"[Hillary] noticeably won the votes of those on lower incomes and without college degrees. In the words of that Clinton adviser: 'If you have a social need, you're with Hillary. If you want Obama to be your imaginary hip black friend and you're young and you have no social needs, then he's cool.'"---
Exit polls from the Iowa caucuses revealed one putative surprise--Obama's victory among (non-menopausal) women. As the caucus and primary-goers are even more educated, affluent, and white than are the voters who show up on general election day, and given that both states are relatively egalitarian and well-off, the demographics aren't as potentially exciting as they'll be in November.
Still, a few things strike me as worth knowing, if you hadn't already been aware of as much:
- The IQ of the average Obama supporter is probably higher than the IQ of the average Hillary voter is. He makes more money and is better educated, anyway.
In Iowa, among those making over $100,000 (one-fifth of those participating on the Democratic side), Obama beat Hillary by more than 2:1 (41%-19%). Among those making over $50,000, representing nearly two-thirds of caucus-goers (63%), Obama came out ahead, 3:2 (36% to 23%). (Click on the graphics to more easily view them).
In New Hampshire, Obama bested Hillary among post-graduates, 43%-31%. And the post-grad group isn't a diminutive one--nearly one-fourth (23%) of those who participated in the NH primary on the Democratic side belonged to it.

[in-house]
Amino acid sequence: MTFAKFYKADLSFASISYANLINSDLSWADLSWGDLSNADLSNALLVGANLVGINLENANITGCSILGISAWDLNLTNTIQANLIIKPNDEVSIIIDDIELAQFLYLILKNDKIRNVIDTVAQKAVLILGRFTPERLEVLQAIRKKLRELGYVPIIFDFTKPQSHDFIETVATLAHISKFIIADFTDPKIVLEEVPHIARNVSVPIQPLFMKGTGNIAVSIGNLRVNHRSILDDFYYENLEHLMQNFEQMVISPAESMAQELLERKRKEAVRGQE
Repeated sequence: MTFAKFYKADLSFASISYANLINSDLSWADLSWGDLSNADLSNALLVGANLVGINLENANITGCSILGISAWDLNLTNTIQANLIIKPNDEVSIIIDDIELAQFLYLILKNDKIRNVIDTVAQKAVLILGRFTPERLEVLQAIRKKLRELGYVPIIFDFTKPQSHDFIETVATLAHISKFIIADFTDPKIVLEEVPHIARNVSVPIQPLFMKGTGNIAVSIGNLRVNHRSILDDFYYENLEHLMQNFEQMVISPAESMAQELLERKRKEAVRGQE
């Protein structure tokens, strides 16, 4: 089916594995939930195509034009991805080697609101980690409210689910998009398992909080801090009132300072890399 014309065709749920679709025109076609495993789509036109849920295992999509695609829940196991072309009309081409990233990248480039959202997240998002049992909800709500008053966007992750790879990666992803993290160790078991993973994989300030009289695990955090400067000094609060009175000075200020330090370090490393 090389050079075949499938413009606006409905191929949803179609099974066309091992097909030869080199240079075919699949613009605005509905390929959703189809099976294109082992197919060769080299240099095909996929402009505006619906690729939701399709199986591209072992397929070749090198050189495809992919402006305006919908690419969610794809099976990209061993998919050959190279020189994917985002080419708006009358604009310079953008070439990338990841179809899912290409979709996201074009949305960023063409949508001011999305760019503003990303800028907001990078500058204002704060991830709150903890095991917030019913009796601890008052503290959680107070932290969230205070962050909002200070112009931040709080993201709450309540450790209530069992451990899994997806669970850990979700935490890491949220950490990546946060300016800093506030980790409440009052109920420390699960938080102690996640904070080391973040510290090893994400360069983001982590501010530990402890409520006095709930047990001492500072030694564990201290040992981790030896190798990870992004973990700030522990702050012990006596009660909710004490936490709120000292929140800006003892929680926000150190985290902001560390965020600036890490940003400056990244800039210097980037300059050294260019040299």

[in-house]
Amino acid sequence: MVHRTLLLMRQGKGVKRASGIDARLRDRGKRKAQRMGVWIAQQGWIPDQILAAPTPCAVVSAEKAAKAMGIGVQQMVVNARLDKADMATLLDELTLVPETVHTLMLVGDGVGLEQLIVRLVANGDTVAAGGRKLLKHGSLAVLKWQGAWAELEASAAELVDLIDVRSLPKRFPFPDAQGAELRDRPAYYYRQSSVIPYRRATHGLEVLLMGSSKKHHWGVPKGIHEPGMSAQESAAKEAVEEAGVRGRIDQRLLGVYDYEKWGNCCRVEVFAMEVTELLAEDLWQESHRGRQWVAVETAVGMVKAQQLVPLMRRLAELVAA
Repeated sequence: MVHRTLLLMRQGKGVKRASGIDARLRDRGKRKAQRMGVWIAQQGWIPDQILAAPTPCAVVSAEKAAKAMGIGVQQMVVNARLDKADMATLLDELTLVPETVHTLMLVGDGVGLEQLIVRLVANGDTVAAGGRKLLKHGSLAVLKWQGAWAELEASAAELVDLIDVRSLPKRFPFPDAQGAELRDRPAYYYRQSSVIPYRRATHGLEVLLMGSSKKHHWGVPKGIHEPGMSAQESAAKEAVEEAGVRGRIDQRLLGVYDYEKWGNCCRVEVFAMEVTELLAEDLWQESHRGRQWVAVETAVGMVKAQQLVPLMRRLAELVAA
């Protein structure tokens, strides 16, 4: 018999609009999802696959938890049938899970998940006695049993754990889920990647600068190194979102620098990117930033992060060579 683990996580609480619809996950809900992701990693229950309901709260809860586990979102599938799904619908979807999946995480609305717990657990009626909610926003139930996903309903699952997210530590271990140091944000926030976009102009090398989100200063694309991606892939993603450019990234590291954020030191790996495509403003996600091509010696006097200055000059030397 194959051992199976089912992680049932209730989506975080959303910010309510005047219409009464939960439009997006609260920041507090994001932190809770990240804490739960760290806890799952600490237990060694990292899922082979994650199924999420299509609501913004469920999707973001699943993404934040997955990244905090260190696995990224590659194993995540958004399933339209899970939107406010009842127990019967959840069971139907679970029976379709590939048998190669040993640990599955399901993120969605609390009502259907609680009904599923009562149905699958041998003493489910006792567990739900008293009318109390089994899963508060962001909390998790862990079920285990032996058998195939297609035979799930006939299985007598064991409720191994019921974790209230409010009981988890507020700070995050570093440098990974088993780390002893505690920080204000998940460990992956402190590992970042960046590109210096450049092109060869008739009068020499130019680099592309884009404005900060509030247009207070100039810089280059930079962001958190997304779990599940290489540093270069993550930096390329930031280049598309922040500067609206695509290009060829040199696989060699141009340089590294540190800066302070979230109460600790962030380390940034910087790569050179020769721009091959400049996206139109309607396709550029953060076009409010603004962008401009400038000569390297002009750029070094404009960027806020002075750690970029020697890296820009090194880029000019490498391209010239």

Among those who had acquired up to a high school diploma (one-fifth of the total), Obama got clobbered, 48%-30%.
To be fair to the Senator, she did best among old fogies, who are less likely to have received as much education and a sizable portion of whom earn incomes today that are only a fraction of what they earned in the past. However, she (10%) was pounded by Obama (57%), and beaten by Edwards (14%), among those between the ages of 18-29, a bloc that comprises 17% of the total on the Democratic side, so it's hard to gauge if she had much of a built-in disadvantage (or even advantage) in this sense, or if it is essentially a wash.
- Despite Edwards' "Two Americas" theme, it wasn't the "hard working common man" but the "wealthy and privileged" who rallied to his side (in Iowa--the New Hampshire exit poll did not inquire about income). More than 21% of those who voted for him make over $100,000 per year. Among Obama's supporters, a little under 20% are in the six-figure range. For Clinton, fewer than 12% are.
- In New Hampshire, GOP voters stood behind their respective candidates more in consequence of the issues most important to them than due to their demographic profiles (although McCain did beat Romney handily among post-grads, 45%-32%).
Among voters who perceived illegal immigration as the most important issue facing the nation (23% of the Republican total), Romney outdid McCain by a walloping 3:1 ratio (56%-19%). For those who placed the most importance on the Iraq war, McCain beat Romney, 45%-27%.
Although McCain and President Bush locked horns in 2000, the Arizonan looks to be the Republican contender most likely to carry on Bush's invade-the-world, invite-the-world policies if he wins in November.